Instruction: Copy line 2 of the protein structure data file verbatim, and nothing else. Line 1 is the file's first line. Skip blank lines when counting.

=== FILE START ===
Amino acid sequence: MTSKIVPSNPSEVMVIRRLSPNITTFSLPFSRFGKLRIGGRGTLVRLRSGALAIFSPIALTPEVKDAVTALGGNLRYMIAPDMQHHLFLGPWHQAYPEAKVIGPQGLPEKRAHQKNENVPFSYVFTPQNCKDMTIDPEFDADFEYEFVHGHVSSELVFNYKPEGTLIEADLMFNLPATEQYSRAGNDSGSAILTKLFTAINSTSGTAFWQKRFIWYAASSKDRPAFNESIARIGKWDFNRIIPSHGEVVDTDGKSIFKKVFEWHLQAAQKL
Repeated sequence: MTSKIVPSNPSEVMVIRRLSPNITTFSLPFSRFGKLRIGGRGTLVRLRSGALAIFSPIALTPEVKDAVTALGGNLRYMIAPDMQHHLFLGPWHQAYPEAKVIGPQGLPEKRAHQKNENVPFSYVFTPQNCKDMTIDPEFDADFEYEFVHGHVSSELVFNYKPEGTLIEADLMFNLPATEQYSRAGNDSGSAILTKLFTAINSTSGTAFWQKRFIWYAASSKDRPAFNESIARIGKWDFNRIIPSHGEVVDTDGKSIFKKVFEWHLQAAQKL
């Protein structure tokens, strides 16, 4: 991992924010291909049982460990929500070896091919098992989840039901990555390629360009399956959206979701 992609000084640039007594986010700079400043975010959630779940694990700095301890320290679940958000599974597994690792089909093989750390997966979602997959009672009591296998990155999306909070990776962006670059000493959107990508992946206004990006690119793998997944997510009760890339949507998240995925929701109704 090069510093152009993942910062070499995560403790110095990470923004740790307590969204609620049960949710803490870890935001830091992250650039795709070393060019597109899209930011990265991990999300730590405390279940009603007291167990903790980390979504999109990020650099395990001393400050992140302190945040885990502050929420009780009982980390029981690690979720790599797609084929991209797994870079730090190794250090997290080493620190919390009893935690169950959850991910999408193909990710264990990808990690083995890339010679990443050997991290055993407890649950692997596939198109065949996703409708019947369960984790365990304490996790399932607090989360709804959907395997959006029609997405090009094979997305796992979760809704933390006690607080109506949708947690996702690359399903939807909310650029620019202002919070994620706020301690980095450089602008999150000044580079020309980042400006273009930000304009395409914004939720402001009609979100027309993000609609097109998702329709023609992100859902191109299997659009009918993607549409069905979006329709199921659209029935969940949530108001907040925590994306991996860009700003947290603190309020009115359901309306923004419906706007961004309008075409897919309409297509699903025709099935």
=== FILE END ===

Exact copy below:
Repeated sequence: MTSKIVPSNPSEVMVIRRLSPNITTFSLPFSRFGKLRIGGRGTLVRLRSGALAIFSPIALTPEVKDAVTALGGNLRYMIAPDMQHHLFLGPWHQAYPEAKVIGPQGLPEKRAHQKNENVPFSYVFTPQNCKDMTIDPEFDADFEYEFVHGHVSSELVFNYKPEGTLIEADLMFNLPATEQYSRAGNDSGSAILTKLFTAINSTSGTAFWQKRFIWYAASSKDRPAFNESIARIGKWDFNRIIPSHGEVVDTDGKSIFKKVFEWHLQAAQKL